The college guide to drinking
Know your brews
Drinking in college is a time-honoured tradition, a rite of passage.
Yet, alcohol can have a steep learning curve in terms of consumption, so it’s important to know what you’re drinking and its effects.
It can be hard to learn your limits if you are unfamiliar with how alcohol works.
Hard liquors are a mixture of pure alcohol and a variety of other ingredients. Beer is made from fermented barley, water and hops, and wine is made from fermented crushed grapes. With all of these beverages, it is the alcohol that gets people drunk.
On a provincial level, the Alberta and Gaming Liquor Commission (AGLC) controls alcohol distribution and sales. The AGLC sets the standard serving of drink size and helps to ensure that legal age set by provincial legislation is followed.
The serving of standard drinks is regulated by the AGLC: 1.5-ounces for shots of spirits/liqueurs, 12-ounces for servings of beer and five-ounce servings for a glass wine at most restaurants and pubs. These criteria are put in place to ensure all alcoholic drink orders contain 0.6 ounces of pure alcohol, based on health standards established by AHS. It typically takes about an hour for a person to metabolize one standard drink. The AGLC recommends that people consume no more than 10-15 standard drinks per week, or two drinks a day.
AHS defines binge drinking as consuming five or more drinks per sitting for men and four or more drinks per sitting for women. Ty Bilcke, a business administration student at SAIT, said, “Moderation. It’s not a sprint it’s a marathon,” when your planning a night out.
Beer will typically have a five per cent alcohol by volume, but this can vary, especially with the growing selection of microbreweries. The calories also vary, with light beers having a lower calorie count around 90, while heavier stouts can have a calorie count above 300 per serving.
Wine will typically have a 12 per cent alcohol by volume, but like beer, wine will vary based on the vineyard and type of wine. Wines will typically be around 100 to 200 calories a glass
Spirits generally have a 40 per cent alcohol by volume per serving. Most spirits will vary between approximately 80-90 calories in a standard drink; however, this can change dramatically based on the spirit used and the type of mix.
As a general rule of thumb, the higher the alcohol and the less mix used, the lower the calories.
There’s only one way to figure out what liquors will be your favourite, try everything. “Don’t be stuck with one certain kind of drink, try everything, even if you think you won’t like it,” recommends Jennifer Hall, a continuing education student at SAIT.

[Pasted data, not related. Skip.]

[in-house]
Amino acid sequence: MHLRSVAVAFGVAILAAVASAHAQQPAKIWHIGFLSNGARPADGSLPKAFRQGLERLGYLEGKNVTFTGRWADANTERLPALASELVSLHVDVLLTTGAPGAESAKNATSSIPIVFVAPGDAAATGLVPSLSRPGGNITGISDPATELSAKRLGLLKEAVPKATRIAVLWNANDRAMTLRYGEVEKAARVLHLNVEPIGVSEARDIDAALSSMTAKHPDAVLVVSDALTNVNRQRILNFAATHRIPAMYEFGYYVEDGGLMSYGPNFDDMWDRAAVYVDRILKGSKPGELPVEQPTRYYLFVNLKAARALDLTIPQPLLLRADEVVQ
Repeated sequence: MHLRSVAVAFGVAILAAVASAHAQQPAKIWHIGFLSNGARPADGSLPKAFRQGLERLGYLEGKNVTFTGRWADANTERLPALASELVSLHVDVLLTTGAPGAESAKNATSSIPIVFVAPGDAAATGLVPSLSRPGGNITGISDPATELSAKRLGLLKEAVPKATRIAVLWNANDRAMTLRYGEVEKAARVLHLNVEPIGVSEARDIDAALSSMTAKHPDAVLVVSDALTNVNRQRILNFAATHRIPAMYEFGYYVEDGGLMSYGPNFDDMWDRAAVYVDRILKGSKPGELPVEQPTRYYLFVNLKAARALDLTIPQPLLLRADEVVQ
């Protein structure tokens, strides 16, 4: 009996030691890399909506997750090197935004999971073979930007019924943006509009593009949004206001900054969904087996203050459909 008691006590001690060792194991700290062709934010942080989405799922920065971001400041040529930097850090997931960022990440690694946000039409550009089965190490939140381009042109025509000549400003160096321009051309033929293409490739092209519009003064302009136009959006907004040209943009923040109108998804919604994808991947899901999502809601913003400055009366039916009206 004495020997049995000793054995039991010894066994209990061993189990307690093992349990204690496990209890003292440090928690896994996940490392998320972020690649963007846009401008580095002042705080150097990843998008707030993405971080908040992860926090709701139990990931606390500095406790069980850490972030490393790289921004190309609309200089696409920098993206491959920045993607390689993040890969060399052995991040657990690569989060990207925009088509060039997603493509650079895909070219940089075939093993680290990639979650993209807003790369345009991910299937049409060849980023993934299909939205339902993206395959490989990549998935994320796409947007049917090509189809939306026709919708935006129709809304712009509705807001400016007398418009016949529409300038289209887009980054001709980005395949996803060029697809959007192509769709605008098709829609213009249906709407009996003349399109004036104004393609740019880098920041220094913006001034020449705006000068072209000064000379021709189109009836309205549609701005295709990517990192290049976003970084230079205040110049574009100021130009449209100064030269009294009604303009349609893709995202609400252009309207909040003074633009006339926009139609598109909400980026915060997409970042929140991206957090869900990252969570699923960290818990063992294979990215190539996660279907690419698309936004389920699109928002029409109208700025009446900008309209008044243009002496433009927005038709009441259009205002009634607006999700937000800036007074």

Hard liquor and mix can be a great option for a new drinker. “Try cocktails, mix it with sugar: it will make things softer. Don’t drink too much,” recommends Monica Urribarri, an engineering and drafting student.
According to the website Drink Aware, while drinking some people can experience a feeling of relaxation or euphoria, but alcohol is, in fact, a depressant. Alcohol can potentially increase anxiety and stress. Further, the anxiety brought on by drinking can lead to aggression because it reduces people’s ability to think clearly. These changes are brought on by alcohol affecting brain chemistry: it works as an inhibitor to chemicals in the brain.
To help ensure that you have a safe night out, pace your drinking and, “Have a big meal before, have food before you party,” recommends Patrick Murphy, another SAIT student. However, eating doesn’t actually help you metabolize alcohol, but it does slow down the rate in which liquor is metabolized. Eating can somewhat help to ensure you can drink and party long into the night.
According to the AGLC, when someone is drunk, there is nothing readily available that can sober them up faster. No matter how much coffee, fresh air, or cold showers someone takes they, will still be drunk. The only thing that will sober people up is time. Just because you feel sober doesn’t mean you are. Always remember to give it time before you drive.
When you sober up, the best way to feel better is to eat healthy. Fruits and vegetables can help replace the nutrients lost after consuming copious amount of liquor.
It may go against the hangover instinct, but junk and fast foods will actually make you feel worse when recovering from a night out.
In the end, moderation is key. Save the party for the weekend to save on the calories and the headache.
The Gateway, offers daily deals for both food and liquor. The drink specials vary day to day, but at least one draft beer will typically be on special. If you visit The Gateway before 2 p.m., you will have to order food to accompany any alcohol.